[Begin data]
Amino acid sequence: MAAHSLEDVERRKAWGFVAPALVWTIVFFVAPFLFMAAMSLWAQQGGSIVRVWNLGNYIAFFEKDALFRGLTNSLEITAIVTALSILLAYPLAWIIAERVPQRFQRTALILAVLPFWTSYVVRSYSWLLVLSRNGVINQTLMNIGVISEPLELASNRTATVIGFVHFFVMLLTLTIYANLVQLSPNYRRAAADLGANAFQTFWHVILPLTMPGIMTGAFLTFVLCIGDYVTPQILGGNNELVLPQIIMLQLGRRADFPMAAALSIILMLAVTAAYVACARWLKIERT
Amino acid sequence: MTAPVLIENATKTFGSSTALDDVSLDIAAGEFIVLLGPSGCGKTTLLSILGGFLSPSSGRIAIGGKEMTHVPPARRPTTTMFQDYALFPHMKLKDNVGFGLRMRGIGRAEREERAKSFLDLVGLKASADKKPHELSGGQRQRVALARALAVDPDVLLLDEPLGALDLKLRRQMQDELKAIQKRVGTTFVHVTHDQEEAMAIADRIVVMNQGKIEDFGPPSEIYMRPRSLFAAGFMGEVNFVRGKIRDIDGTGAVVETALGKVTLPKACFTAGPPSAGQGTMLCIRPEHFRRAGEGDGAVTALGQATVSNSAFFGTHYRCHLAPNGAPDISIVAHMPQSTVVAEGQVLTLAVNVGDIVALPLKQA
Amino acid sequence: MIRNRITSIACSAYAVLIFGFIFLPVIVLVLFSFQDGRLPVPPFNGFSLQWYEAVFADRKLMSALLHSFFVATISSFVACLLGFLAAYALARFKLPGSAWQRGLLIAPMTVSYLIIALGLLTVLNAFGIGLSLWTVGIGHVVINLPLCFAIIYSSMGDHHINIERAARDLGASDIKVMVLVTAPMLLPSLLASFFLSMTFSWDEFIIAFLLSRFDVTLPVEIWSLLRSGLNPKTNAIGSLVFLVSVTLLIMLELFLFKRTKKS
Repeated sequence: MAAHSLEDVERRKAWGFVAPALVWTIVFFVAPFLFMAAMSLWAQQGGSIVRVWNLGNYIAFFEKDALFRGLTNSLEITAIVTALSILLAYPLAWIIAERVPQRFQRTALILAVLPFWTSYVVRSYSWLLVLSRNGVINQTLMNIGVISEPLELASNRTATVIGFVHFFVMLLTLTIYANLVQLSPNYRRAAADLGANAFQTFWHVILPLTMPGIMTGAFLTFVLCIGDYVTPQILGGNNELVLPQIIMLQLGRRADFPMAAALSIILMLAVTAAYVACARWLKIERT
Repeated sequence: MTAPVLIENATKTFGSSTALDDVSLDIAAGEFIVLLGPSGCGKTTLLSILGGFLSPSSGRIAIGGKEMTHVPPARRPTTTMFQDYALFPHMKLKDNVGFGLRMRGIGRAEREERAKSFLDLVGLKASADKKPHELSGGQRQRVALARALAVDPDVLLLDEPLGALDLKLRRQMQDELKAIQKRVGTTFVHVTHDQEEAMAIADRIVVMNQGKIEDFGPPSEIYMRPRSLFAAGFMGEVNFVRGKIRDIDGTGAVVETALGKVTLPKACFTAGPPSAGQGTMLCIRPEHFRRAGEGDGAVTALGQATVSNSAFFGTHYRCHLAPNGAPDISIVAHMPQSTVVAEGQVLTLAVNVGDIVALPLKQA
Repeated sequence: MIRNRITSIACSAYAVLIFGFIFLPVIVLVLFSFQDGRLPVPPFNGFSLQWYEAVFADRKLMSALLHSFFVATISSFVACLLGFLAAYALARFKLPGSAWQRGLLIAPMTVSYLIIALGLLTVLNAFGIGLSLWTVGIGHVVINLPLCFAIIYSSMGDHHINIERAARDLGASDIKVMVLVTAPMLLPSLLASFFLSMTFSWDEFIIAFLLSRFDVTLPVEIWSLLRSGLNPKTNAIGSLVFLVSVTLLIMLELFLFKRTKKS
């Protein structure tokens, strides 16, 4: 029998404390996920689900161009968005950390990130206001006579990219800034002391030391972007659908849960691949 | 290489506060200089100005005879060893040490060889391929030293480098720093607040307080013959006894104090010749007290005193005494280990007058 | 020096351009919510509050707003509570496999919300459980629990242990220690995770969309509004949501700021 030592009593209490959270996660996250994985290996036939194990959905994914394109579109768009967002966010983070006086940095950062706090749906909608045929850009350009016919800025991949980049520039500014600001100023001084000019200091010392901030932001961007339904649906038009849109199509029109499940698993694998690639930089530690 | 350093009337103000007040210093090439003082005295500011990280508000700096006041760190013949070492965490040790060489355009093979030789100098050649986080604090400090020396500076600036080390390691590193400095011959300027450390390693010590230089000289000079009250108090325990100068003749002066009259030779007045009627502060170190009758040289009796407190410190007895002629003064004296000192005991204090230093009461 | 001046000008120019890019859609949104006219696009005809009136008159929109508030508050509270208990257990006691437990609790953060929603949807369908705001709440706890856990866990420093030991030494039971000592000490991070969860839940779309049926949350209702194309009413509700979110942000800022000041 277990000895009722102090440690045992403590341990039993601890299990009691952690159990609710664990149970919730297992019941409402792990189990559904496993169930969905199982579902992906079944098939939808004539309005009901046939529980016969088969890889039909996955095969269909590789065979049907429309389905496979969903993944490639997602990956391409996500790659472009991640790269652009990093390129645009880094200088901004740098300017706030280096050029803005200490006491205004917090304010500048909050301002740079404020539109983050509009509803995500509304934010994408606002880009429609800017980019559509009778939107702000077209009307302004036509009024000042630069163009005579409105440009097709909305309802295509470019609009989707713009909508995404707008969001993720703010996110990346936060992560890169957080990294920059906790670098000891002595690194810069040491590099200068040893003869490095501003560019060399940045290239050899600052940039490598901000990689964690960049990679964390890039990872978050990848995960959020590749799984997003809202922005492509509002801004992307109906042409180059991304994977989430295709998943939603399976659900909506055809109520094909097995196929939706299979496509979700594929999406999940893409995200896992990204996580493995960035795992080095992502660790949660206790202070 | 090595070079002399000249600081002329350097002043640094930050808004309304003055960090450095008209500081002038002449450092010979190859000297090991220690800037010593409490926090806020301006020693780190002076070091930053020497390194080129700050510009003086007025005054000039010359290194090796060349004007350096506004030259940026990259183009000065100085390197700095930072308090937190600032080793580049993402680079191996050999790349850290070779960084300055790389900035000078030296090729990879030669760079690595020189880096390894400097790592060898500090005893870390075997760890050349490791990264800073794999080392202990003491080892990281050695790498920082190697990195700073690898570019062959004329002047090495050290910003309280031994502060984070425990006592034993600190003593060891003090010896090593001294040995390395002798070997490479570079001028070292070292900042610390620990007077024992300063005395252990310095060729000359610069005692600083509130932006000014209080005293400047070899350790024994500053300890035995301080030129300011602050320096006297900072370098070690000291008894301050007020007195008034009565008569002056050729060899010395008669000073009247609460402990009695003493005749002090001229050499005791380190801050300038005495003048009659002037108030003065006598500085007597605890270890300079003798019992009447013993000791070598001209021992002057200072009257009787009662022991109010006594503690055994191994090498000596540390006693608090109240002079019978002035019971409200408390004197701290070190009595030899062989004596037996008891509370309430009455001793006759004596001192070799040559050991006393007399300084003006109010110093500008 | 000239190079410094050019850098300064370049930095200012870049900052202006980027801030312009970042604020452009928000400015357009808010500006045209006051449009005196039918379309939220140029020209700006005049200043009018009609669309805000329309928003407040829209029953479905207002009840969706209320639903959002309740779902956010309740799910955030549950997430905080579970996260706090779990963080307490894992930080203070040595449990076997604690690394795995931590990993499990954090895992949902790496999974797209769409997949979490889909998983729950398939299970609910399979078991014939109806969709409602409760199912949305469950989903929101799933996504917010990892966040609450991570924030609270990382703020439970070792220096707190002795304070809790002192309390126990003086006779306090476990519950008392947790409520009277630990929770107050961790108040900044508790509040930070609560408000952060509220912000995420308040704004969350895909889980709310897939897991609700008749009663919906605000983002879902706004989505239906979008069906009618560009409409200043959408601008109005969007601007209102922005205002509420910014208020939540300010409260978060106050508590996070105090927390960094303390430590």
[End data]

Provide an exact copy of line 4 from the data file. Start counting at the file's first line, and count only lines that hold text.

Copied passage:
Repeated sequence: MAAHSLEDVERRKAWGFVAPALVWTIVFFVAPFLFMAAMSLWAQQGGSIVRVWNLGNYIAFFEKDALFRGLTNSLEITAIVTALSILLAYPLAWIIAERVPQRFQRTALILAVLPFWTSYVVRSYSWLLVLSRNGVINQTLMNIGVISEPLELASNRTATVIGFVHFFVMLLTLTIYANLVQLSPNYRRAAADLGANAFQTFWHVILPLTMPGIMTGAFLTFVLCIGDYVTPQILGGNNELVLPQIIMLQLGRRADFPMAAALSIILMLAVTAAYVACARWLKIERT